Life a challenge for the differently-abled: Nikhila
Nikhila Chalamalasetty, a differently-abled girl from Andhra Pradesh, has come out with her own book, The Day I Started Flying. In the book, she talks about her disability, ups and downs she faced in her life and the stigmas she suffered besides raising the big question — Can disability really destroy all the dreams a person has?
“People will try to make you weak, some with sympathy and some with underestimation but you not succumb to it. You are much more than your disability,” she says, with wisdom beyond her age. “This book is the journey of my life as a differently-abled person but I feel a lot of people can relate to it,” she adds.
A resident of Vijayawada, Nikhila wanted to be a doctor like her father (a pulmonologist) but God had different plans for her. So, she completed her B.Com and turned to writing.
The situation of differently-abled people in India worries her no end. “For us everything is a challenge. It’s way too sad that our country is still taking its baby steps so far as making public places wheelchair-friendly is concerned. Few colleges and universities are wheelchair-friendly. I still remember that my father used to carry me in his arms till I finished my studies which is until the day I finished graduation. It is high time our government looks into this issue,” she says.
Excerpts from the book:
Chapter 1: My quest to find answers
Life is pretty unpredictable too and it has a totally different strategy for each individual to teach what they need to learn. The same way, it has approached me in a most unforeseen way, DISABILITY. It introduced me to many things, which I’m grateful for, by the way, that wouldn’t have crossed my path if it had taken a slightly different approach towards me. I don’t know how it would have been if life really has chosen a different path for me but whoever I am now, I am happy with myself, actually, more than happy. I’m proud of what I made myself into. Of all the things I can do, I chose to fight back to make my own identity.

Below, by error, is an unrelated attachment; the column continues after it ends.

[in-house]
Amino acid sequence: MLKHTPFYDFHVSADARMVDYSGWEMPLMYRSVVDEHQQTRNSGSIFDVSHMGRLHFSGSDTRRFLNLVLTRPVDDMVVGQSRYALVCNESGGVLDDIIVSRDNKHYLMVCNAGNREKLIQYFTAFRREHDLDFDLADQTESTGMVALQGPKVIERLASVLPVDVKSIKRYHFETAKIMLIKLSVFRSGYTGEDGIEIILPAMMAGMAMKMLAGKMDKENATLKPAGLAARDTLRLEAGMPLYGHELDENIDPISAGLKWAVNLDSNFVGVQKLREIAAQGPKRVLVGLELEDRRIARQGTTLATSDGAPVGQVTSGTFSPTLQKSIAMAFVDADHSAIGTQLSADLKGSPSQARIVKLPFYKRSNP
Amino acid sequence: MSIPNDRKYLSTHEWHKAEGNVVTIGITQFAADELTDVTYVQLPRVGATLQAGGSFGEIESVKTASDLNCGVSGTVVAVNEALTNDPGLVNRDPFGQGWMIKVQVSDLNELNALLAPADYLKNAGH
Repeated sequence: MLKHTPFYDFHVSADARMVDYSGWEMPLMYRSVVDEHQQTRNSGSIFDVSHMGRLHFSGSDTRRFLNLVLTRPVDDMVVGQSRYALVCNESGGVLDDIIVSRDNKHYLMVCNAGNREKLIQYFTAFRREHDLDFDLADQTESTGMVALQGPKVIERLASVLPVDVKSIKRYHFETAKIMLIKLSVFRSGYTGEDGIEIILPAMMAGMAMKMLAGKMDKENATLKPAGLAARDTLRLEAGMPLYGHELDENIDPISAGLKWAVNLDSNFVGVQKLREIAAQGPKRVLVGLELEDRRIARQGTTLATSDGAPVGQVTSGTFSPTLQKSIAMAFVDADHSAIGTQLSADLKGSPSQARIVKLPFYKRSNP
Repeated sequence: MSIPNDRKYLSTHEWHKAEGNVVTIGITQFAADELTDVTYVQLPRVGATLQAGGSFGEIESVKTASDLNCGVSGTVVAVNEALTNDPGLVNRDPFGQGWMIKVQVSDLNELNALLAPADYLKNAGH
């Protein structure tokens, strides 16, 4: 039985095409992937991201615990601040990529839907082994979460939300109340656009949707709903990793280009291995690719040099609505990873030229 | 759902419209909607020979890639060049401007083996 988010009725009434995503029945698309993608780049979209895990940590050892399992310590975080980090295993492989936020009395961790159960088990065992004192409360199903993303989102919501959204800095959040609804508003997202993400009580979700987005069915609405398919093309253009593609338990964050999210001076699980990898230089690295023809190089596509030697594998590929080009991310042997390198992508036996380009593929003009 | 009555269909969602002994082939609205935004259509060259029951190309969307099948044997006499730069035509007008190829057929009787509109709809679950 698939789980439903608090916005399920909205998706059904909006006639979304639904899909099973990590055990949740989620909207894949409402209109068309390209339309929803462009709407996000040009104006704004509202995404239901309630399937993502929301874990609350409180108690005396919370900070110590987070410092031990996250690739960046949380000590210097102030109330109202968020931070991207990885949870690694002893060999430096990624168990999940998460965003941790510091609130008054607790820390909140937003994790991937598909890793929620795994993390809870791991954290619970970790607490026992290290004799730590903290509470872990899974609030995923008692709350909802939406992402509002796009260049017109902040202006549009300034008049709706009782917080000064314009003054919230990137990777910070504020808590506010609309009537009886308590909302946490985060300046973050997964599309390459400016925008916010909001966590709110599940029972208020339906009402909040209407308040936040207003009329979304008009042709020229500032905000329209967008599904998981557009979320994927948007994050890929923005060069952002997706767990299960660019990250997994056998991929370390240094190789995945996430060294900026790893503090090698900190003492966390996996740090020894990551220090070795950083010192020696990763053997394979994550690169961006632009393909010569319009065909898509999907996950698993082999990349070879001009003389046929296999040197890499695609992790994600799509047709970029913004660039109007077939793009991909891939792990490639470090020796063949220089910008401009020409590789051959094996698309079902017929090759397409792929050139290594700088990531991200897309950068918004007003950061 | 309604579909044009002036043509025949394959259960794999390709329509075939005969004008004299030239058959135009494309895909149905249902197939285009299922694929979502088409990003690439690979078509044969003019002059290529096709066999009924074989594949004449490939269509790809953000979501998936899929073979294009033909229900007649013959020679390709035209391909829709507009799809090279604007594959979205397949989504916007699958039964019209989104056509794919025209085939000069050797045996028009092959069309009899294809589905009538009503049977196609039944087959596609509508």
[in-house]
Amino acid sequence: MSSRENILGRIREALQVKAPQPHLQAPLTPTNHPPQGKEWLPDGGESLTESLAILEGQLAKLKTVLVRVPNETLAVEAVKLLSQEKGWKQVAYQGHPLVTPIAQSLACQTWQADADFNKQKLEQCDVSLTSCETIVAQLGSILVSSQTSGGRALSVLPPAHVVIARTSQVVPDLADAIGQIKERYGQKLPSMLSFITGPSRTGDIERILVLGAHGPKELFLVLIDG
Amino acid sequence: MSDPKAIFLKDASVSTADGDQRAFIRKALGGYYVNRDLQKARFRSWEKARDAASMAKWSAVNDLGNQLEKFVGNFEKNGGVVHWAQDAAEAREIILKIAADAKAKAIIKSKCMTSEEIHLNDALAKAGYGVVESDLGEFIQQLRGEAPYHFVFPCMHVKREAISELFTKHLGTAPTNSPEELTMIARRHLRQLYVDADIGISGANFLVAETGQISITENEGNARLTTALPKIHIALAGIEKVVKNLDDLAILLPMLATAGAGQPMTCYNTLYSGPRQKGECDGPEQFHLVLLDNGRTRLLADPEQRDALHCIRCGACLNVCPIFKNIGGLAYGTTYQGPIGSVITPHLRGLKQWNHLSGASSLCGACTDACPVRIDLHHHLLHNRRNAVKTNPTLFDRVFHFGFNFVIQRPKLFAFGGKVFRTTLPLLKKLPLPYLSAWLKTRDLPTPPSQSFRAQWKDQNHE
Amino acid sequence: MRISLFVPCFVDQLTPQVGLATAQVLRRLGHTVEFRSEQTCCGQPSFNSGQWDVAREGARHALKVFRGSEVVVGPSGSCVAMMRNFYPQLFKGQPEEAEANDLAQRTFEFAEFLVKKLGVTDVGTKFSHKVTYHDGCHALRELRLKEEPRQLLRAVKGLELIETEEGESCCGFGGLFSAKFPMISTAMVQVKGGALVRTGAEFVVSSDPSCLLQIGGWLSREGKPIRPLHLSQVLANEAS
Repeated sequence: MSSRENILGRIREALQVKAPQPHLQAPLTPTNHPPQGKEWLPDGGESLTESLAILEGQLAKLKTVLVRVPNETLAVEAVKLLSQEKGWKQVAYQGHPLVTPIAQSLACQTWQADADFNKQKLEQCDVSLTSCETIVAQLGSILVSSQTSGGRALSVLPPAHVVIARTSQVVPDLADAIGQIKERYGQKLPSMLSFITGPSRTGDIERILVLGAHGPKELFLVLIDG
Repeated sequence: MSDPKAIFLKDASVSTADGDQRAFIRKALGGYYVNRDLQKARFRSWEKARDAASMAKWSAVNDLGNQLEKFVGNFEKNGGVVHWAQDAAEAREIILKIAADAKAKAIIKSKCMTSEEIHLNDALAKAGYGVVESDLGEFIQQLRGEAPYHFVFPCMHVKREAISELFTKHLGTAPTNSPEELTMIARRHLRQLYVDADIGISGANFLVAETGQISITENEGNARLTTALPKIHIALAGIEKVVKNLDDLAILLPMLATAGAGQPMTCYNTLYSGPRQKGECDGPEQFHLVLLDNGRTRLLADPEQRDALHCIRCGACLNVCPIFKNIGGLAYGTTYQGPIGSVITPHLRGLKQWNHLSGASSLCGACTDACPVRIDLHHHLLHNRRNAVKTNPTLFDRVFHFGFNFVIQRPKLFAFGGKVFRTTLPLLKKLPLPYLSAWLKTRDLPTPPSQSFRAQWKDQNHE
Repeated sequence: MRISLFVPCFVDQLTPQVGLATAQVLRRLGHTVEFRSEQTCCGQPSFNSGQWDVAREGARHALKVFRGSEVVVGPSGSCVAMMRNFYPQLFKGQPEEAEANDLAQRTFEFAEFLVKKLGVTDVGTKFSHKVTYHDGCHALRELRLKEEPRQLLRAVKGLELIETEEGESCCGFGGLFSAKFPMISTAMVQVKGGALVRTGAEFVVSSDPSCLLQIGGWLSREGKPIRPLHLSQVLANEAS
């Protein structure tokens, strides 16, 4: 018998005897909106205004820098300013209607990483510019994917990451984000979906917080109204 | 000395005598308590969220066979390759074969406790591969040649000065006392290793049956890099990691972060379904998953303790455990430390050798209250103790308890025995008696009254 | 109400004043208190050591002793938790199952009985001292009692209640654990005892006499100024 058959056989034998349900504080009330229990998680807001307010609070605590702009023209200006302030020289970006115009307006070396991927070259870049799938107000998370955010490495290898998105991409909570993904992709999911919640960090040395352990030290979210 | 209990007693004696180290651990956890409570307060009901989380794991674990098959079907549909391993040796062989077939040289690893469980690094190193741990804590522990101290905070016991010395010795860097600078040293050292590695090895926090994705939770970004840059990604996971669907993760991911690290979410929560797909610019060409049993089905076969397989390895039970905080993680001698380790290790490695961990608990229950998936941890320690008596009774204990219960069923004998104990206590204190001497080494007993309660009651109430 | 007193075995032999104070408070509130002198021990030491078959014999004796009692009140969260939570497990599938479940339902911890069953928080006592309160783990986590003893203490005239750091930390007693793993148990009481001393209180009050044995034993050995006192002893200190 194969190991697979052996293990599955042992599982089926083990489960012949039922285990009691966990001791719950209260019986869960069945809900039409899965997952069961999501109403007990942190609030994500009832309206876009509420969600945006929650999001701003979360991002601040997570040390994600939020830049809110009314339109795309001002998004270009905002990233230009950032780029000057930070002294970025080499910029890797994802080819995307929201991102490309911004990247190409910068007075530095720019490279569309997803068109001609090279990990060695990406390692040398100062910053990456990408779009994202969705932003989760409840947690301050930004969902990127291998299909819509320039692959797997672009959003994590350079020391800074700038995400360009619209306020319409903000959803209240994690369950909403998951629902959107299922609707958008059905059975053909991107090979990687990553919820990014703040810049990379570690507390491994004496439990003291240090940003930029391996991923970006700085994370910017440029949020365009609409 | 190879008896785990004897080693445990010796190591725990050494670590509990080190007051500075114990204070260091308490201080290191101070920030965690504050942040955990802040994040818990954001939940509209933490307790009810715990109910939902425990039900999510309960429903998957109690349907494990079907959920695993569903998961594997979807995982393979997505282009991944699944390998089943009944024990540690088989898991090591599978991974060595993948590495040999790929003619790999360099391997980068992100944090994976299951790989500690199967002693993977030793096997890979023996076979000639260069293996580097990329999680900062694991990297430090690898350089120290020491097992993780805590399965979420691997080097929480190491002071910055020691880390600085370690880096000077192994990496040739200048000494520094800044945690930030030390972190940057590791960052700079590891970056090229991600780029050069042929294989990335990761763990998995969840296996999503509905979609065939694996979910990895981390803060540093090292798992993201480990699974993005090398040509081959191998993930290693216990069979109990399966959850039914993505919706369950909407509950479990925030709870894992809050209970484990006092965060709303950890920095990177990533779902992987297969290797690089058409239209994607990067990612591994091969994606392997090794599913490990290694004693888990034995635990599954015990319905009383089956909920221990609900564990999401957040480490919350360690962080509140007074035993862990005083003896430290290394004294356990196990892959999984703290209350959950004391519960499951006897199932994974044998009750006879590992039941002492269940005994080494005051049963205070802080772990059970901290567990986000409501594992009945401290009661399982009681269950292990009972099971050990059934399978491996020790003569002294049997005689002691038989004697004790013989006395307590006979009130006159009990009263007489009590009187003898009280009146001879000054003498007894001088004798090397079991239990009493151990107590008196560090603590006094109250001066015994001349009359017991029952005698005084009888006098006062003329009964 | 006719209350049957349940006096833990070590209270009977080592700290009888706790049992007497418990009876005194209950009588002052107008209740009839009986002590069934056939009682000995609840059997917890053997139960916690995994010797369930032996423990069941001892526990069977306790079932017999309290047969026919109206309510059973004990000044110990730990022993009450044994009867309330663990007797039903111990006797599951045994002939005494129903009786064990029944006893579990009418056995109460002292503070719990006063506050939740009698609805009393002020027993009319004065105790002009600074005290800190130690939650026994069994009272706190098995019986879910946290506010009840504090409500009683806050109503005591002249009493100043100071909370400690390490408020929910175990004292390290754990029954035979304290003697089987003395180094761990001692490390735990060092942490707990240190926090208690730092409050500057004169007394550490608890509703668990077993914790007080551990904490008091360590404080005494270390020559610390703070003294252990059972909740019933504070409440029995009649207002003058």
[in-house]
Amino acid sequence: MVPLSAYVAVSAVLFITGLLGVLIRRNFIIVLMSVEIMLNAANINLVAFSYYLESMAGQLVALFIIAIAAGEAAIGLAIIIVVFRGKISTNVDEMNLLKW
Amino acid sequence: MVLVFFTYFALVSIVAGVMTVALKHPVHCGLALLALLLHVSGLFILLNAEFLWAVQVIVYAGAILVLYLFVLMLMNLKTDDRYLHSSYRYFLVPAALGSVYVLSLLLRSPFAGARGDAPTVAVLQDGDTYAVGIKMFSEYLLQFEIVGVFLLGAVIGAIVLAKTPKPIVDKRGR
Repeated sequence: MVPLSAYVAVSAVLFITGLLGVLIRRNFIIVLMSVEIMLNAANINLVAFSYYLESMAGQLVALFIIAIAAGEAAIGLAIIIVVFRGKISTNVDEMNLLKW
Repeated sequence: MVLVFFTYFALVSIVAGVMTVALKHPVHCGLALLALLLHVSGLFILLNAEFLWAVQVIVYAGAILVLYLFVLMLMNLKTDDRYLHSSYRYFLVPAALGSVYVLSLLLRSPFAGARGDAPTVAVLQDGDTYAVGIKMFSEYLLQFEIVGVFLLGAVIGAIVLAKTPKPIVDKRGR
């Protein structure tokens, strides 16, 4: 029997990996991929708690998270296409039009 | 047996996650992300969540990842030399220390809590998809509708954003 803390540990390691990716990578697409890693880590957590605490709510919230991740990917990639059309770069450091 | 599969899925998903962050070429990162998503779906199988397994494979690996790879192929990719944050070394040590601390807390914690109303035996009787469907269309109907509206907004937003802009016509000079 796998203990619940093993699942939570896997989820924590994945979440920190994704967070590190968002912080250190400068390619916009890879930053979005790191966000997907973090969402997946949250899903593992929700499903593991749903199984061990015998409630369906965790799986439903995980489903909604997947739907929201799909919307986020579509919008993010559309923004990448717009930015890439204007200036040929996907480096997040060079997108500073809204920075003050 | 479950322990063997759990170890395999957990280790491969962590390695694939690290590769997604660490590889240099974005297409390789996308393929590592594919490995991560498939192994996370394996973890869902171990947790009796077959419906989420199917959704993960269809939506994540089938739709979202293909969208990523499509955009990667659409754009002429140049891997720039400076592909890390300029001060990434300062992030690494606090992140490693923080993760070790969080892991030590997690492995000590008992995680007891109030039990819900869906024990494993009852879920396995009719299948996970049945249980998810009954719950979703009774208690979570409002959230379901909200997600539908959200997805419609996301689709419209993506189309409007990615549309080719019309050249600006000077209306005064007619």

“Never let one limitation take undue advantage of all your capabilities”
When I was young, I didn’t know what happened to me, neither did I care. Surprisingly and thankfully, it hasn’t even crossed my mind to regret my life ever. Slowly while growing up I realized what I did unknowingly then was right, everybody has one or the other limitation, then why to regret that. Regretting and not moving forward can’t possibly turn back the time, can it? Everyone can’t have everything, so I decided to simply thank God for what I was already bestowed with, a loving family, education, financial stability, self-confidence, a caring heart, the courage to fight the odds, optimism, etc… Every time I tried to know myself better, I fell in love with myself. Just because I can’t walk I shouldn’t overlook all those positive qualities I have.
“Whatever crosses your path, good or bad, face them with a smile”